It was not long ago that SA’s auditing standards were regarded as the world’s best. As recently as 2016 the World Economic Forum’s (WEF) global competitiveness report ranked SA auditing standards No 1 worldwide, a position held for seven consecutive years.
Fast forward to the latest WEF report, for 2019, and SA’s auditing standards now rank 49 out of 141 countries.
It is hard to see this precipitous slide down the global auditing rankings changing any time soon given the series of scandals hanging over the profession. Steinhoff, Tongaat Hulett, EOH and more recently Delta Property Fund all point to an auditing profession in crisis. What’s more, the sanctions for wrongdoing are perceived to be woefully inadequate.
Last week the Deloitte partner who oversaw the audit of the old African Bank before it collapsed, Mgcinisihlalo Jordan, escaped being permanently deregistered as an auditor. Instead an independent disciplinary committee handed down a three-year suspended sentence and a series of financial penalties.
While the financial penalties total roughly R32m, Jordan is unlikely to pay a cent of it. Deloitte told Business Day it had reached an agreement with Irba that the firm would cover the financial penalties. It is also probable that this will be covered by Deloitte’s professional indemnity insurance.
There is a debate on whether the sanctions imposed on Jordan are too soft. The Independent Regulatory Board for Auditors (Irba) is in the camp advocating tougher sentences. It released a statement just hours after Jordan’s sanction was posted on its own website, saying the punishment was too lenient.
That caused immediate confusion with critics wondering why Irba would disagree with its own decision? However, what was lost on them is that it was not Irba’s decision, but that of an independent disciplinary committee established by the auditing body.
In terms of the Auditing Profession Act, 2005, Irba cannot simply pass down sanction without affording an auditor accused of misconduct a fair hearing. The process requires the auditing body to establish an independent disciplinary committee chaired by a retired judge or senior advocate to hear the case.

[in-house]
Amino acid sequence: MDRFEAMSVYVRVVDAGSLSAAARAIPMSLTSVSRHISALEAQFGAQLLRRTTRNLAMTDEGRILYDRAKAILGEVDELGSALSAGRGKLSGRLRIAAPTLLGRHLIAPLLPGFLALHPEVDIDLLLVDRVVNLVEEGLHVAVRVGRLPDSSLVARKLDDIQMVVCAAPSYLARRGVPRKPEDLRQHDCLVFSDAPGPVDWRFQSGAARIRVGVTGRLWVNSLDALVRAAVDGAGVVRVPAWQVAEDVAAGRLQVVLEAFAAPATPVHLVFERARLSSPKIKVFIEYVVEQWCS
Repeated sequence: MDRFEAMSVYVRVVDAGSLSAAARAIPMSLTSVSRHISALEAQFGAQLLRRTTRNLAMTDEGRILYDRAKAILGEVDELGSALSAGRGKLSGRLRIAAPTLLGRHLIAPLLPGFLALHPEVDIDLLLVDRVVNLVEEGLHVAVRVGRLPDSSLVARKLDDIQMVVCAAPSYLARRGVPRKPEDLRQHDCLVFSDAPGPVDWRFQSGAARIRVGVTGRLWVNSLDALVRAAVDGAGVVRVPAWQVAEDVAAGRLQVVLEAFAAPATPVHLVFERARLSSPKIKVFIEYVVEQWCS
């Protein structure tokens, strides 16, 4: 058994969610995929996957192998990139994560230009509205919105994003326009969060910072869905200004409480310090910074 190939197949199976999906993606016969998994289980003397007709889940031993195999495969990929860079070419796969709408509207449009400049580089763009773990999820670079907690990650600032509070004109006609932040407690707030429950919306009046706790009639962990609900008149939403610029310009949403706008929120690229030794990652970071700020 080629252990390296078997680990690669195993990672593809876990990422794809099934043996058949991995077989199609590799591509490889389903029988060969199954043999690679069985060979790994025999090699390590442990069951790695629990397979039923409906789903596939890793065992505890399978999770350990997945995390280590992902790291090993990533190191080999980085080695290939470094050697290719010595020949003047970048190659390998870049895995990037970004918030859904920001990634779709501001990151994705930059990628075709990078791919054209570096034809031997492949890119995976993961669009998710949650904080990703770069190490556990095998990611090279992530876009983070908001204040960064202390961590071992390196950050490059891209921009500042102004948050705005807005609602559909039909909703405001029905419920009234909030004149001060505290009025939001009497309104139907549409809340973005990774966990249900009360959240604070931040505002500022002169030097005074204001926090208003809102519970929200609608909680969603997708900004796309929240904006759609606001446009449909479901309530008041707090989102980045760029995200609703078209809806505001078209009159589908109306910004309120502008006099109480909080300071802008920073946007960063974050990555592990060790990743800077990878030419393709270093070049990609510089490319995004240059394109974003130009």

The act also requires that the independent committee consist of a majority of people who are not registered auditors, though it must include registered auditors and people deemed suitably qualified.
In the African Bank matter, Irba argued for aggravation of sentence (namely, Jordan’s deregistration as an auditor), while the respondent argued in mitigation. Ultimately, the independent committee decided that permanent deregistration was too harsh, opting instead for the three-year suspended sentence and financial penalties.
While fraud-weary SA may not like the outcome, it was still conducted in accordance with the law. Irba’s own disappointment with the outcome reflects its own lobbying efforts over the past two years to augment the act with stricter sanctions. The auditing body believes monetary sanctions allowed through the act are insufficient to deter improper conduct.
The Auditing Profession Act Amendment Bill does incorporate a change that will allow the minister to determine maximum fines, but it is caught up in legislative purgatory. The National Treasury and parliamentary standing committee on finance approved the bill before it was sent to the National Council of Provinces for concurrence. It is expected to return to the National Assembly early in 2021 if there are further proposed amendments, or will be tabled before the president for assent. Nevertheless, Irba is hoping it will be signed into law in the first quarter of 2021.
But the real protagonists in the battle to re-establish the integrity of the local auditing profession may be the very companies that hire them. In a recent case between shareholders of African Bank and the lender’s leadership, the Supreme Court of Appeal found in July 2020 that the duty of auditors is owed primarily to the company and not shareholders.
In fact, the court found that liability by auditors to shareholders was “untenable”. If that is the case, then perhaps it is time for the companies concerned to go after auditors who fail in their statutory and contractual duties.
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